A data interactive that challenges people to draw a trend, and then shows them reality

Jan. 13, 2019

In the thick of the 2016 campaign, then-candidate Donald Trump frequently claimed that life in America was becoming more dangerous. He didn’t have to work hard to convince folks. Gallup pollsters found more than half of Americans worried “a great deal” about crime and violence, and the same proportion expected gun violence to go up.

The problem? Those opinions weren’t based on facts. Violence in the United States has declined almost every year for the past 25 years. Trump’s comments were well-timed — the national murder rate did briefly jot up in 2015 and 2016, largely driven by violence in a few cities — but the overwhelming trend is negative. New York City, which ranks near the bottom in polls on public perception of crime and violence, is actually one of the safest places to live in the country.

But simply stating facts doesn’t always correct a misconception — people’s opinions are remarkably sticky. When I sat down to write a story on Trump’s doomsaying, I wondered if there was a sneakier way to show folks the true trends.

My experiment: What if I had them draw their guess first, and then showed them the actual data?

Here’s what I added near the top of the story:

It was a cool addition to the article, but I never had a chance to deploy this kind of interactive graphic again. What’s more, I never really got a sense if it was effective — did this actually help people change their minds?

Two years later

The government is shut down. The Democrats refuse to fund a wall. And nearly every day, Trump claims there is a flood of people pouring across the southern border.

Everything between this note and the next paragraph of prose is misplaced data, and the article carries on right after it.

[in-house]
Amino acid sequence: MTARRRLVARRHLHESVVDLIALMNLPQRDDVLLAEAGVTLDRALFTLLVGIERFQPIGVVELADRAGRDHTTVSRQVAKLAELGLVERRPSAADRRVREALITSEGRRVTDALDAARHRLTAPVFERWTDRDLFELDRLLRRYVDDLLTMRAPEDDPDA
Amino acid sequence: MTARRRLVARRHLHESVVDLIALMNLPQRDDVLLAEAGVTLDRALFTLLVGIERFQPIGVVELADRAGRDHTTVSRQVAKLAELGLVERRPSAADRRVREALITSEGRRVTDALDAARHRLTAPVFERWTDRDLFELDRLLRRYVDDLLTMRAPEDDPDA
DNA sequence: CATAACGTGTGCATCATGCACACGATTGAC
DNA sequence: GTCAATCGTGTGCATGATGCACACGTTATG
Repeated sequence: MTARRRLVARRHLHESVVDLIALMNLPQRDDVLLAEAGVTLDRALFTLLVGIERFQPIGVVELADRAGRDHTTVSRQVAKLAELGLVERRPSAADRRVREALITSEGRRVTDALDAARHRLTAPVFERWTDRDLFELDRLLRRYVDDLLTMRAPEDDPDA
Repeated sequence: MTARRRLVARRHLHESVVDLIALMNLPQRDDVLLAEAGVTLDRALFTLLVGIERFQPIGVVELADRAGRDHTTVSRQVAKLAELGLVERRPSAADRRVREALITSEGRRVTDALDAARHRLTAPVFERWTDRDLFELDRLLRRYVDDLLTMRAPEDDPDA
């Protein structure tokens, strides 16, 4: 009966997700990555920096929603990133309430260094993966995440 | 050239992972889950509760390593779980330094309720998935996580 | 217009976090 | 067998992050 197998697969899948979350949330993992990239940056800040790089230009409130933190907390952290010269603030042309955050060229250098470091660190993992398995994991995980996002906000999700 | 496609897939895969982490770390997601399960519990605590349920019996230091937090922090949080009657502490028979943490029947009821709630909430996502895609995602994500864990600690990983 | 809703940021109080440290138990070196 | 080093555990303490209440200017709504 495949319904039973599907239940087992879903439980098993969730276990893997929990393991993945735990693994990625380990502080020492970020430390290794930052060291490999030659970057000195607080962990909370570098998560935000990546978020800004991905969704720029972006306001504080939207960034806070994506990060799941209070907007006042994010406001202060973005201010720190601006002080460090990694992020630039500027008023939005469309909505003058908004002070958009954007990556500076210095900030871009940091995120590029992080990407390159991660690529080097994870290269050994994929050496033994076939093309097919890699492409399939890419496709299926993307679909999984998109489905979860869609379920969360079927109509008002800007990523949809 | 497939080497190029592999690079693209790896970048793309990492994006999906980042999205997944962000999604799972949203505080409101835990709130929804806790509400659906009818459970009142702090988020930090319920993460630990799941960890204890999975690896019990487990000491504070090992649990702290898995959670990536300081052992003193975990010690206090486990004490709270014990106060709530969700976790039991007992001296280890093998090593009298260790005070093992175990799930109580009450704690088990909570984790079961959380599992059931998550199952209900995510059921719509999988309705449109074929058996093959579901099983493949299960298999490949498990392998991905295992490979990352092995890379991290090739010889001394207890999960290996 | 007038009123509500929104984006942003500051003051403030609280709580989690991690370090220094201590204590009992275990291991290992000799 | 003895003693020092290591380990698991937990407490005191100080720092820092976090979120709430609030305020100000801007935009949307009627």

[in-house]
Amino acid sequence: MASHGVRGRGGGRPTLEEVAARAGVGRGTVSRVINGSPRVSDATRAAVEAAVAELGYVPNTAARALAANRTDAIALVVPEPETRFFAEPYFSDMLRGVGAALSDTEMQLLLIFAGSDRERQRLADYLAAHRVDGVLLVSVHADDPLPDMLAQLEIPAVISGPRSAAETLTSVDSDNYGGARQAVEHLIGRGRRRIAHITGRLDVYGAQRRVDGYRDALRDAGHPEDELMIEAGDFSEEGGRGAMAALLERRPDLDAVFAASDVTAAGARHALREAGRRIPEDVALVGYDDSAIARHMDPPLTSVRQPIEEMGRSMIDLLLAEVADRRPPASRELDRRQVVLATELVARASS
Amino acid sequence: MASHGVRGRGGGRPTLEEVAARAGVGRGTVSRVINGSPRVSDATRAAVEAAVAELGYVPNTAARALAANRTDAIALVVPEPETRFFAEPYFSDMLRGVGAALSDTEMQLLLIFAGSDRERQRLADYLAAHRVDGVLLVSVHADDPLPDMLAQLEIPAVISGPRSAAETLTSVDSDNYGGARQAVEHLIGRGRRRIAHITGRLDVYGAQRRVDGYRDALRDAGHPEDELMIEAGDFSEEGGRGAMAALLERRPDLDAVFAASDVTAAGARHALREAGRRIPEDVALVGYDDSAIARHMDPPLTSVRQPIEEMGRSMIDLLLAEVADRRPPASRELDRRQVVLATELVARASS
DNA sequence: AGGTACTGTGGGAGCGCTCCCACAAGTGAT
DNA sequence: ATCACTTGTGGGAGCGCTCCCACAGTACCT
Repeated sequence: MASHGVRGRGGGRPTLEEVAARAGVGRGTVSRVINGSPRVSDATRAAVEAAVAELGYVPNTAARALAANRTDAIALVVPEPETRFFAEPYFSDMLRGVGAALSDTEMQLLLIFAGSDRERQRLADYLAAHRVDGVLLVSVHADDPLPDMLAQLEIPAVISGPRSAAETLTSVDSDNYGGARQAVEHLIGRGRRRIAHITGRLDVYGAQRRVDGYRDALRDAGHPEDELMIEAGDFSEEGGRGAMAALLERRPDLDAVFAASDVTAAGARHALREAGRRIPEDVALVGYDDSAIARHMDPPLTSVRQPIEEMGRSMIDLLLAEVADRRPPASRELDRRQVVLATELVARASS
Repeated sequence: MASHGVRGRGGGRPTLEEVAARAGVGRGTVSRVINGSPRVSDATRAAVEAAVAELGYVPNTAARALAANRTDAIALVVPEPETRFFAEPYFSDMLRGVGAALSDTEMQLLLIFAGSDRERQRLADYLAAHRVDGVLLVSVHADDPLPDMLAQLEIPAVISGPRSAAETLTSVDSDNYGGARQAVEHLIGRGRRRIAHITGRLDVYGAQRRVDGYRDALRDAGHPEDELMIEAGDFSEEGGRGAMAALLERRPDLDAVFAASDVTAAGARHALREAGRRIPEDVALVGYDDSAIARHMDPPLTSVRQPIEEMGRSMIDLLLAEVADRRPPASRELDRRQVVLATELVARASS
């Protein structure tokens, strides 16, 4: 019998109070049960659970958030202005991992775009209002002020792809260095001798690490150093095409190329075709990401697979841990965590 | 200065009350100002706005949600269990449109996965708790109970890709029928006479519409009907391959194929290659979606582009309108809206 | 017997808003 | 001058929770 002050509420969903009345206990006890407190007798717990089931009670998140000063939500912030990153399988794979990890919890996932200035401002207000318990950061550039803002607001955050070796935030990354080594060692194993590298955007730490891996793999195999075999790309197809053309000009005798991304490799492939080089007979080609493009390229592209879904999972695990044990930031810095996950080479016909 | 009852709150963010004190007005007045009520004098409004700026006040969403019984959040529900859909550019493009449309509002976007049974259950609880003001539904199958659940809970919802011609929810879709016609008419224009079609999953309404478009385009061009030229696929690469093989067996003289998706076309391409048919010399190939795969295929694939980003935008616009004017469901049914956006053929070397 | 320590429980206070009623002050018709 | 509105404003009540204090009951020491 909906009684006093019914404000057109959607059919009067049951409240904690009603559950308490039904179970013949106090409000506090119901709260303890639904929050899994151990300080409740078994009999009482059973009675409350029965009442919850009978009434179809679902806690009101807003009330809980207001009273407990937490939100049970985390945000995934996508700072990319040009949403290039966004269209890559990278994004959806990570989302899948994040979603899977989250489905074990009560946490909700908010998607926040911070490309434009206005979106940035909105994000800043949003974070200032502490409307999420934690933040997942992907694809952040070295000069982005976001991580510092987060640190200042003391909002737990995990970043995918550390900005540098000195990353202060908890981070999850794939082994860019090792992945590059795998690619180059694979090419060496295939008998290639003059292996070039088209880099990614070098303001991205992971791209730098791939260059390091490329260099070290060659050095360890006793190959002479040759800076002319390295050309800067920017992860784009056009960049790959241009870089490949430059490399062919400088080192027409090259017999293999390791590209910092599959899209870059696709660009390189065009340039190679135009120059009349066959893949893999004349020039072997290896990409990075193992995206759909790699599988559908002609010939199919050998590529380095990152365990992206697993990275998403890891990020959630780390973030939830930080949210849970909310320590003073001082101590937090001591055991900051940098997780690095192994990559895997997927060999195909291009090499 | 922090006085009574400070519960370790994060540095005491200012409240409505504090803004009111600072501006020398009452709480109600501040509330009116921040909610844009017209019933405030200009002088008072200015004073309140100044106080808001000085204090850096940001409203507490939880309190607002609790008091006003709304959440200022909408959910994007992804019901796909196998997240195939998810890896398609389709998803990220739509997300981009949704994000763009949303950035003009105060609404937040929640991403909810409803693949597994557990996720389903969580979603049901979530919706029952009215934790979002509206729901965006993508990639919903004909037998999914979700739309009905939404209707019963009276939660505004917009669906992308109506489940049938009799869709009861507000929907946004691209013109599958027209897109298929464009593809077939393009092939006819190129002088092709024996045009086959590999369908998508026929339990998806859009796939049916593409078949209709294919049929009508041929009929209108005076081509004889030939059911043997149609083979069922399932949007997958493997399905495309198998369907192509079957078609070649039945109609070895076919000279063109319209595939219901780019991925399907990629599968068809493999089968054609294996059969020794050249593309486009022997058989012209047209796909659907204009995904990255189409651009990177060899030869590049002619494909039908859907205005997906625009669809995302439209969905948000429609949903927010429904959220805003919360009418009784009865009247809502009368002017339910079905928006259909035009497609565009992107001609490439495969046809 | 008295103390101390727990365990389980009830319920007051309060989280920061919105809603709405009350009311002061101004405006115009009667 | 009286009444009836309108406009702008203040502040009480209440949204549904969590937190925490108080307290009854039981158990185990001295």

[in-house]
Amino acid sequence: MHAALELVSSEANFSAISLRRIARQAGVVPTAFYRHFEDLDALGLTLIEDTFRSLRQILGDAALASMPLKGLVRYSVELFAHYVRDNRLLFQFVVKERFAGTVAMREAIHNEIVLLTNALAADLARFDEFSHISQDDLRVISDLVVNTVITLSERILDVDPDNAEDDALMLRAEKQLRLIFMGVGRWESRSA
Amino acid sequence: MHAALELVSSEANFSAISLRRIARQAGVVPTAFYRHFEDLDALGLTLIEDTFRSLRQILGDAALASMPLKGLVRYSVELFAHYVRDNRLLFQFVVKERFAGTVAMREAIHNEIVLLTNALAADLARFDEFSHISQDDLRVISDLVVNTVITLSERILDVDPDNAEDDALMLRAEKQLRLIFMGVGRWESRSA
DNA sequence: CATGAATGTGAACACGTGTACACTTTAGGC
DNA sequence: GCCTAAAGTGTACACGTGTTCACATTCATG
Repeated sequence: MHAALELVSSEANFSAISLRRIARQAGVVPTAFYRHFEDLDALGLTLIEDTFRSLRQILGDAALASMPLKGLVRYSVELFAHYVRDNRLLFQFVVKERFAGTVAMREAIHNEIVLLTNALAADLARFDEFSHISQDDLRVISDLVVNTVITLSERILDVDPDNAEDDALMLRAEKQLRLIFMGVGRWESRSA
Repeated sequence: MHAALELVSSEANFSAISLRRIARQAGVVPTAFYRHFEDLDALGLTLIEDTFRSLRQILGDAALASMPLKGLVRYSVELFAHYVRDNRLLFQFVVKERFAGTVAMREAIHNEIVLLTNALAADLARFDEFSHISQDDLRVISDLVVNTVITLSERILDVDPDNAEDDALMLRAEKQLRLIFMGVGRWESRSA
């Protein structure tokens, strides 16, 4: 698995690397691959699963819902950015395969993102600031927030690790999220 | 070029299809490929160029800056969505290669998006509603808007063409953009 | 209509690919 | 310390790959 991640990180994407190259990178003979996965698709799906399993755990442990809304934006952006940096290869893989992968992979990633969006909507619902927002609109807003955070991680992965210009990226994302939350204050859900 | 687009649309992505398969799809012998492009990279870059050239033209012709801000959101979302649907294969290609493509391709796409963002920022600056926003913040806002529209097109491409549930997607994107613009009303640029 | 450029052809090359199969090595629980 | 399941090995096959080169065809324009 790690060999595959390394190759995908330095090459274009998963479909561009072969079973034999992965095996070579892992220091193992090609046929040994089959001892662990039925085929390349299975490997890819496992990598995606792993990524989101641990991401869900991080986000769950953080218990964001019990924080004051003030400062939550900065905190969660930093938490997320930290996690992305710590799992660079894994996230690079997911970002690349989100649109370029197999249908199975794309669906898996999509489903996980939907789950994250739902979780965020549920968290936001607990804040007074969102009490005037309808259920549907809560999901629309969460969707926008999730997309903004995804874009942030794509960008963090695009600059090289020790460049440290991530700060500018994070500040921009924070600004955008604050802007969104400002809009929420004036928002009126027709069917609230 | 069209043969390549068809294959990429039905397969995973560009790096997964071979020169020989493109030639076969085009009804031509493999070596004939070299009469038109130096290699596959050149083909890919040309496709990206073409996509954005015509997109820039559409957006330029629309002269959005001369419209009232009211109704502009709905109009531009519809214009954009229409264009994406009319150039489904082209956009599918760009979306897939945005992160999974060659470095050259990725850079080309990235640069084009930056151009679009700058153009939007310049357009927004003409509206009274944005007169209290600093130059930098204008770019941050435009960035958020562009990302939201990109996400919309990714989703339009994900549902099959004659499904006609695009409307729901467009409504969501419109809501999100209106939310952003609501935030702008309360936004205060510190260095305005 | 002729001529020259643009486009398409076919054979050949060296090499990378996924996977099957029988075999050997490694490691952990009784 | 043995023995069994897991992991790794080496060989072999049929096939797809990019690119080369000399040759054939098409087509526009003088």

By historical standards, this is not true. In fiscal year 2017, the U.S. Border Patrol apprehended 310,531 people, the lowest number since 1971. That’s despite a historically high number of Border Patrol agents, though the force strength has slightly dropped from its peak in 2011.

Could it be time to bring back the line-drawing trick?

This week, my Make Every (Two) Week(s) project is to turn my 2016 graphic into a reusuable web component I could launch with almost any dataset. I call it <guess-graph>.

Here’s the new graphic:

And here’s the code I used to make it:

  intro-title = "Click the starting point and 
    draw your best guess for total <strong>illegal 
    border crossings</strong> between 1997 and 2017."
  data = "/assets/guess-graph/border-arrests.json"
  y-axis-label = "Illegal border crossings (in millions)"
  y-axis-min = "0"
  y-axis-max = "3"
  height-mobile = "300"
  height = "400"

While defaulting to sensible styles, it has a bunch of parameters that customize how it should look (full list here). For data, tt references an external JSON file, which looks like this:

    "year": 1997,
    "rate": 1.369
    "year": 1998,
    "rate": 1.517
    "year": 1999,
    "rate": 1.537

This component is built using the Custom Elements V1 spec, which brings some of the modularity seen in frameworks like React or Vue into vanilla HTML and JavaScript. Custom elements are now supported across all major browsers except Edge; for them and older browsers, use this polyfill.

Why make it as a custom element? This frees the user from having to use any particular JS framework, and makes dropping the code into a content management system or blogging platform like Wordpress easy for beginners.

The full code for the component is here.

What’s next

Now that I’ve built the component, next step is to put it through some user testing to see if it makes sense to readers and contributes to their understanding of counterintuitive trends. See you in two weeks!